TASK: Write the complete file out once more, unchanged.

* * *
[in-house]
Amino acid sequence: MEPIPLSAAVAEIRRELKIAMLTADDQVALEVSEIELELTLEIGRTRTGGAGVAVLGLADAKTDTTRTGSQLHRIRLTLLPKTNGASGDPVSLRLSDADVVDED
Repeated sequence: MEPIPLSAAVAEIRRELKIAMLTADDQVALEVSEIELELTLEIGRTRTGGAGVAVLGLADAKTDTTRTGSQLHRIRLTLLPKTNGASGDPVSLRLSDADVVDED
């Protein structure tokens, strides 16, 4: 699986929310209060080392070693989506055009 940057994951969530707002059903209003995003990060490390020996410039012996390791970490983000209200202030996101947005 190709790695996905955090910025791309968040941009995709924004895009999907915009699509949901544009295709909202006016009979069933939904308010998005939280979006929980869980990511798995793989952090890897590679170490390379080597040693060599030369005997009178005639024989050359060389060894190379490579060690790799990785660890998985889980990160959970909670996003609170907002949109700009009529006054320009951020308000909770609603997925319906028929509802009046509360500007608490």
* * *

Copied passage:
[in-house]
Amino acid sequence: MEPIPLSAAVAEIRRELKIAMLTADDQVALEVSEIELELTLEIGRTRTGGAGVAVLGLADAKTDTTRTGSQLHRIRLTLLPKTNGASGDPVSLRLSDADVVDED
Repeated sequence: MEPIPLSAAVAEIRRELKIAMLTADDQVALEVSEIELELTLEIGRTRTGGAGVAVLGLADAKTDTTRTGSQLHRIRLTLLPKTNGASGDPVSLRLSDADVVDED
């Protein structure tokens, strides 16, 4: 699986929310209060080392070693989506055009 940057994951969530707002059903209003995003990060490390020996410039012996390791970490983000209200202030996101947005 190709790695996905955090910025791309968040941009995709924004895009999907915009699509949901544009295709909202006016009979069933939904308010998005939280979006929980869980990511798995793989952090890897590679170490390379080597040693060599030369005997009178005639024989050359060389060894190379490579060690790799990785660890998985889980990160959970909670996003609170907002949109700009009529006054320009951020308000909770609603997925319906028929509802009046509360500007608490």